We all have a responsibility to cut our debt
Posted: Jul 30, 2018
How we can all contribute by being better with our cash.
In a radio address in 2011, then US president Barack Obama said, "To restore fiscal responsibility, we all need to share in the sacrifice." His words echo an idea that not many politicians are brave enough to say – that if we want a better, richer world then we also need to work hard towards achieving it. Reducing individual debt is one way in which we can all contribute. Debt in the UK is higher that it has ever been – at the end of March 2017 The Money Charity statistics showed that UK consumers owed a total of £1.529 trillion. So, debt is commonplace right across the country – but it doesn’t have to be.Some debt is essential
Not all debt is bad debt. Mortgages, for example, enable us to buy homes that we otherwise couldn’t afford and there are many opportunities that debt provides us with, from education to healthcare, that demonstrate just how much of a positive impact it can have. But as a society as a whole we all have a responsibility to reduce the debts that we have to the lowest possible levels – here’s why.Interest rates could go up
Interest rates have been low ever since the recession began in 2008. The Bank of England base rate is currently 0.25% - in December 2007 it was 5.5%. Since the Referendum on leaving the EU, interest rate forecasts have focused on these rates remaining very low. However, there is no guarantee that this will be the case. If interest rates go up then we all begin to pay more for the debt that we have. If interest rates go up substantially then debts may become unaffordable and that could seriously undermine our economy.House prices may level off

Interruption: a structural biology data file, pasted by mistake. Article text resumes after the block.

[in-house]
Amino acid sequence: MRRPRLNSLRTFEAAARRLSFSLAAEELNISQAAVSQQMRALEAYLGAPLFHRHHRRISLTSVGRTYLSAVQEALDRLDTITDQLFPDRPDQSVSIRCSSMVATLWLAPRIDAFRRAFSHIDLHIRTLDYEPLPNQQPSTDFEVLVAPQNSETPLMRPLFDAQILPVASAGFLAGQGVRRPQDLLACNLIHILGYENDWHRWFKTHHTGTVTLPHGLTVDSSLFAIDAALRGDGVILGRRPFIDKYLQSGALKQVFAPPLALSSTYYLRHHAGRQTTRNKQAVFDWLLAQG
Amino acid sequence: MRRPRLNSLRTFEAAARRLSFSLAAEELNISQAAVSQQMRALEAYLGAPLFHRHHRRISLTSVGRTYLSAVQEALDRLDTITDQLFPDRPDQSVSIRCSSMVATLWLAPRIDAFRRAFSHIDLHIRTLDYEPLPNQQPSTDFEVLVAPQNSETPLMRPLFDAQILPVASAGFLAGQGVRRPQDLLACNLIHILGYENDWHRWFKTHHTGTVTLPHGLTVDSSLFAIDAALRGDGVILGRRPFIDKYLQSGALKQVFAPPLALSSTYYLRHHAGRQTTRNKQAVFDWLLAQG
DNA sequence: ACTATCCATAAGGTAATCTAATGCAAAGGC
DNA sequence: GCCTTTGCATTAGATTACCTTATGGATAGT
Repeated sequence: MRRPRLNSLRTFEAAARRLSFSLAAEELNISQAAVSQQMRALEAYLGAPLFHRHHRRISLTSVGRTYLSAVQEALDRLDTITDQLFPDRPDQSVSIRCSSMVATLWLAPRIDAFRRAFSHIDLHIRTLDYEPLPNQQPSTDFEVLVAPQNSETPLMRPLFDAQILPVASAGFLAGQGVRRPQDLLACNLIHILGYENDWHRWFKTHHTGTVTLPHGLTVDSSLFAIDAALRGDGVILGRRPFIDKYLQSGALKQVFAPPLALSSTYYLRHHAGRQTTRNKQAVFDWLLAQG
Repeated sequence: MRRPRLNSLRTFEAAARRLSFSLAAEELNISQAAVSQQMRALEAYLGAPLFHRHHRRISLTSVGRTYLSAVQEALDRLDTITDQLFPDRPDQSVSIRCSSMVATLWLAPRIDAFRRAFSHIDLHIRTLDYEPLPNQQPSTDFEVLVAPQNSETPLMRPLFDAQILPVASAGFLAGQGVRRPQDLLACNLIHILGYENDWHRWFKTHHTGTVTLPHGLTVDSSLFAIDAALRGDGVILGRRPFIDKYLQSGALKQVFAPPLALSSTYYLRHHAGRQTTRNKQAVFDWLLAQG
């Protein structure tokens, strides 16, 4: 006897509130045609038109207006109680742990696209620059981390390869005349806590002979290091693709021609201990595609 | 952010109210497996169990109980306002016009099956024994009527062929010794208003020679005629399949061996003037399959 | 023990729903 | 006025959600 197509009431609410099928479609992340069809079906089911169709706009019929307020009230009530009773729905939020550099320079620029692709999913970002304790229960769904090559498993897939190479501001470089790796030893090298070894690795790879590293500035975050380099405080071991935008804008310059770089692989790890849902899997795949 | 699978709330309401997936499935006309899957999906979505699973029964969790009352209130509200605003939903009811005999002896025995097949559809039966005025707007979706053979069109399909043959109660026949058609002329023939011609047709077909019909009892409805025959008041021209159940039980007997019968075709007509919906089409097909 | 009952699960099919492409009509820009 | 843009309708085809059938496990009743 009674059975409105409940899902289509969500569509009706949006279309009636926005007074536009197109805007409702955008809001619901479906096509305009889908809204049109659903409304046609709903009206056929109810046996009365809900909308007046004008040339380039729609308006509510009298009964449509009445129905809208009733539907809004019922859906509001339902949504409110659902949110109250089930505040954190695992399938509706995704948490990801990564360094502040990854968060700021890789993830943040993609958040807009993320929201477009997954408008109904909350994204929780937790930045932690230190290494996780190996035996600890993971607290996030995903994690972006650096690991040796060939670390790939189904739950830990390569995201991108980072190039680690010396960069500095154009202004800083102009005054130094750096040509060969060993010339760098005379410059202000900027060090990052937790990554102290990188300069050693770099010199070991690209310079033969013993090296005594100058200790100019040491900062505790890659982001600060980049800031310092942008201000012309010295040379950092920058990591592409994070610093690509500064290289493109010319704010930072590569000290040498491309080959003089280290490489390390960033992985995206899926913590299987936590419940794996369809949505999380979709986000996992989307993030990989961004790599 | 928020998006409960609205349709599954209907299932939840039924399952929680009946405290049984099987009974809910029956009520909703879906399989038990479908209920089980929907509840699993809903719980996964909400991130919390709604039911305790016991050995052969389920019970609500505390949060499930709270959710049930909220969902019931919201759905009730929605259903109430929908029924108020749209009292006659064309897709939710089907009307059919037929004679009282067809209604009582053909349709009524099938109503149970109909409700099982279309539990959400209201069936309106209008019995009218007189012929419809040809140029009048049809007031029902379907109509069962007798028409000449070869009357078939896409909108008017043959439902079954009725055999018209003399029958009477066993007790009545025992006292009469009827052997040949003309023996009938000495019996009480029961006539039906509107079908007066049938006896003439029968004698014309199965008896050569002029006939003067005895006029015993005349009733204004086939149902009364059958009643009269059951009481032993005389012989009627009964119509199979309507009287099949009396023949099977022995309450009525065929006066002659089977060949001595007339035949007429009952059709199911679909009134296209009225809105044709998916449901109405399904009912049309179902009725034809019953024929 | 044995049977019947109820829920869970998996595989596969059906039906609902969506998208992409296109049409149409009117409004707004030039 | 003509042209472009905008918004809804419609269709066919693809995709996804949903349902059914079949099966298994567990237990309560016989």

Predictions about the UK housing market cover the full spectrum right now – from very positive to very negative. However, there is no doubt that house prices have slowed in the last six months. According to Nationwide, house prices fell again in May for the third month in a row – the first time that has happened since 2009. If that continues as a trend then the number of people in the UK in negative equity (i.e. where the value of the property is less than the price paid for it) will rise. Cutting personal debt of all types will help to cushion against the impact this could have.Brexit
No one really knows what leaving the EU is going to do to the British economy but we do know that we’ll be in a stronger position as a society if we’re less indebted and more financially responsible. In the face of so much uncertainty, cutting debts is one positive step that we can all take.Setting an example for the next generation
As a society we are the most in debt that we have ever been. There is no shortage of consumer reports highlighting the problems that young people who are conditioned to expect to be in debt will face. It’s one thing to have a mortgage to buy a property but another to use credit cards, guarantor loans or even bad credit loans to buy what we want rather than saving for it instead. The finance specialists Solution Loans suggest that if we want to change these spending habits for future generations then reducing the debts we all have now will play a big part in that.
The author has written and published articles on a wide range of topics including Small Business Advice, Tax and Accounting, Interior Design, House Renovation and Project Management.